The pandemic has provided the impetus for a far more connected and flexible news operation, says Morwen Williams
If there’s one thing the Covid-19 pandemic has taught us in broadcasting, it’s the need to work more flexibly, enabling staff with the right tools to be able to work from wherever they need to: on location, in the office or at home.
Furthermore, Covid-19 has made us more reliant on automated vision mixing and delivery in our TV studios, to allow social distancing for our teams.
In BBC News, we already had plans and ambitions to create a more remote-capable, connected newsroom. Prior to the pandemic, we’d launched our online planning and deployment tool, Wolftech, and this helped as our teams went into lockdown, quickly having to transition to working from home.
Wolftech is technology that’s helped us all work together more closely. We can co-ordinate teams, share stories and react more quickly.
Lockdown meant that effective collaboration tools were essential, to enable people to produce the news together – to work on their content at the same time but in different locations. At one stage, we had an international story being worked on three different continents at the same time.
However, we found some of our core production tools didn’t perform quite so well away from the building. Going forward, everything needs to be more cloud-based. The ability to work anywhere, any place, any time, without so much dependency on our existing infrastructure, is the real prize to enable us to keep on delivering for our audiences.
Video content sharing, an image management tool, cloud editing and connected cameras with the ability for producers to remotely access video from the field were all in the pipeline.
Through necessity, Covid has sped up some of this. Throughout lockdown and when we emerged from it, we needed to take the opportunity to reshape the model we had, which was mainly building and vehicle-based.
Remote production and the delivery of some programming from homes was stepped up, from the obvious – with on-air presenters at home both on radio and TV – to the ‘you’d never know’, with us remotely directing a social broadcast for our Vietnamese service via VMix from one of the team’s home.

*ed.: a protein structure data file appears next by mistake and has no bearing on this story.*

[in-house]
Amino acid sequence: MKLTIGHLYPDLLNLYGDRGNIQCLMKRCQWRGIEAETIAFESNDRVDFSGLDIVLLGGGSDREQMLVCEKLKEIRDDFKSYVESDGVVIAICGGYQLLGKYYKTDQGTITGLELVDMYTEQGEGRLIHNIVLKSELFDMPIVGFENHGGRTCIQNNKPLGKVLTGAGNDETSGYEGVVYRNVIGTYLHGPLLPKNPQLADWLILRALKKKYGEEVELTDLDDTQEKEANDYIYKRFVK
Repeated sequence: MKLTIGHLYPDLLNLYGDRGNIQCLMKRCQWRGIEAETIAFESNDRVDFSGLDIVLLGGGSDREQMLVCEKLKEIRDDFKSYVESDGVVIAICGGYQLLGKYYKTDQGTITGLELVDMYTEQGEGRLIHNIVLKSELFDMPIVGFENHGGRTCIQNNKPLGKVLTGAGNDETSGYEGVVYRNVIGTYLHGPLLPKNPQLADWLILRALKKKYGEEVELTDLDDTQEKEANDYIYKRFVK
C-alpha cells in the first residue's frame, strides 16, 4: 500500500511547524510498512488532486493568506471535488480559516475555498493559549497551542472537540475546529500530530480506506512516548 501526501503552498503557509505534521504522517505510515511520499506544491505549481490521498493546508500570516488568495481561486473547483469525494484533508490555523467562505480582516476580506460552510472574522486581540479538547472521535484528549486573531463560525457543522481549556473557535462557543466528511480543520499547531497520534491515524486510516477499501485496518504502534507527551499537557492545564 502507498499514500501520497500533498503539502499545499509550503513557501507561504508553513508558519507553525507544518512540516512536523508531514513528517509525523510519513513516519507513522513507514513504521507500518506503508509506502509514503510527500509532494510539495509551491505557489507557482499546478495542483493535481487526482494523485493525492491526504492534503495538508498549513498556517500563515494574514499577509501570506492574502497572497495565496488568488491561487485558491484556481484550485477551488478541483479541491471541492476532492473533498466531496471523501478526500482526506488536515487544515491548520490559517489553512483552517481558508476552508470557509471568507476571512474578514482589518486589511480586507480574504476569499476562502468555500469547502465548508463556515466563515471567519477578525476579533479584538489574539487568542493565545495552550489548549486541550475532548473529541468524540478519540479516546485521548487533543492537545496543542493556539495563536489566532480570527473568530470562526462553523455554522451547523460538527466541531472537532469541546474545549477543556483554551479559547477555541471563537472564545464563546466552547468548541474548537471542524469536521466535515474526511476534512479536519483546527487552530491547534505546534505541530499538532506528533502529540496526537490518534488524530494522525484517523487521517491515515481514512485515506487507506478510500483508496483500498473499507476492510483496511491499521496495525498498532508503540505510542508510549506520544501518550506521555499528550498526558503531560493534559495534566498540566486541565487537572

We are now looking for more opportunities for remote production of ‘live’ events, as many of the autumn and winter schedules of the usual party conferences and events like the World Economic Forum will look very different.
“Necessity drove us to deliver new workflows more swiftly than any of us could have imagined a year ago. Opportunity will enable us to take that to the next level”
Innovation was rife among our teams: rising to the challenges of how we keep doing high-quality broadcasting for our audiences at a time when people needed news more than ever; and how we keep those audiences entertained, enlightened and still involved with our broadcasting while keeping people safe. We developed a suite of virtual production tools that solved the issues of recording multiple contributors in quality for radio and TV. We also returned the live audience to some of our much-loved radio shows.
BBC News camera crews had to grapple with the difficult task of trying to set up interviews via many different consumer messaging apps when we couldn’t get to our guests in person. Recording the output from these for BBC News content was equally challenging. Our team devised and built a system quickly to meet that challenge and create one workflow for our newsgathering teams.
In our TV studios, we have relied more on automation, which is needed for social distancing in our galleries. Throughout this pandemic, our vision mixing has been automated for news – and that’s something we will continue to do for many of our programmes.
Some of these changes mentioned are here to stay. Necessity drove us to deliver new workflows more swiftly than any of us could have imagined a year ago. Opportunity will enable us to take that to the next level.
- Morwen Williams is director of UK operations, BBC News